I'd rather that whatever I end up doing doesn't involve visible wires all over the place -- so that pretty much boils down to either running more wire, or sorting out something wireless... and unfortunately, my Round Tuit for that particular chasing about is below a raft of rather more immediately pressing things :(

#61 ::: Terry Karney ::: (view all by) ::: January 09, 2011, 05:49 PM:

re roasting coffee: I use a small (No. 5) cast iron skillet. I find the mass of the iron makes it easier to control the transfer of heat. One still has to shake it, and account for expansion (I cover the bottom of the skillet about 3/4s, in a single layer of beans), but eyeball calibration, and being aware the paper from the beans will fly about, is all one requires.

It smells a bit like popcorn too.

#62 ::: P J Evans ::: (view all by) ::: January 09, 2011, 06:36 PM:

58
I have one of those, somewhere. It works pretty well, as long as you wash each tray well between batches. Otherwise - it isn't pretty.

#63 ::: Anne Sheller ::: (view all by) ::: January 10, 2011, 11:01 AM:

For the pyro crowd - there is, or was, a brand of potato chips sold mostly in West Virginia that tends to be just a tad on the greasy side. Quite a few years back, at Pennsic, someone started passing a bag of them around the campfire. This bag was not only greasy, but stale. Eventually, someone threw a few in the fire. Whoosh! Flare! That bag of chips was much more entertaining than palatable.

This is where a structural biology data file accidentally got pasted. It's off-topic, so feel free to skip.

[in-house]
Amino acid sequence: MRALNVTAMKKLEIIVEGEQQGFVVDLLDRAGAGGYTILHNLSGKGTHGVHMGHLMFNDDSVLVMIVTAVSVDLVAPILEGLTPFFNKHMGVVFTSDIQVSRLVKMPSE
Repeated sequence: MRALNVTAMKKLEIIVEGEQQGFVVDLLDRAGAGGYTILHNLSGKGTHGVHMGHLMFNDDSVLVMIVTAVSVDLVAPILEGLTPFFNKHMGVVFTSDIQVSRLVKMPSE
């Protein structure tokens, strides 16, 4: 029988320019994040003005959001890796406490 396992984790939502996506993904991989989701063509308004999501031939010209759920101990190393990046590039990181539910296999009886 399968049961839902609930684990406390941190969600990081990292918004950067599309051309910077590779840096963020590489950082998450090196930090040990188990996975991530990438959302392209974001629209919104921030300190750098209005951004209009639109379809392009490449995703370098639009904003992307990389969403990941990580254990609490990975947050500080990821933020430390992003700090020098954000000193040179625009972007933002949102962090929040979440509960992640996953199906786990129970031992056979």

#64 ::: Serge ::: (view all by) ::: January 10, 2011, 11:11 AM:

xeger @ 60... A Christmas Tree of Superscience?

#65 ::: Cally Soukup ::: (view all by) ::: January 10, 2011, 12:05 PM:

Bill @59

Before he bought his purpose-built coffee roaster, my husband used the "dogbowl" method to roast his coffee. It does have to be done outside, because chaff flies up and out of the bowl. (We used a steel mixing bowl). I've got an internet friend who swears by the West Bend Poppery Popcorn Popper (not the Poppery 2) as his coffeeroaster of choice.

Me, I don't drink the stuff, but he praises home-roasting up one side and down the other. Apparently it's a big jump in the quality of the flavor.

#66 ::: Terry Karney ::: (view all by) ::: January 10, 2011, 04:07 PM:

re air-poppers. I don't care for them, but I happen to like both darker,and lighter, roasts than a popper can do well.

#67 ::: Victoria ::: (view all by) ::: January 10, 2011, 05:08 PM:

SandyB @ 30

Red cabbage functions as Ph testing solution, just be sure you cook/puree it in Ph neutral water.

#68 ::: xeger ::: (view all by) ::: January 10, 2011, 06:25 PM:

Serge @ 64 ...
xeger @ 60... A Christmas Tree of Superscience?

I fear that'd end up being a supercollider, given my cats...

#69 ::: Serge ::: (view all by) ::: January 10, 2011, 06:34 PM:

xeger @ 68... They sound like Simon's Cat.

#70 ::: Bruce H. ::: (view all by) ::: January 13, 2011, 12:46 AM:

Jacque @ 12

But this is McGuckin's we're talking about.

The One True Hardware Store.

But your link points to this thread, not McGuckin's. :(

Try McGuckin's instead.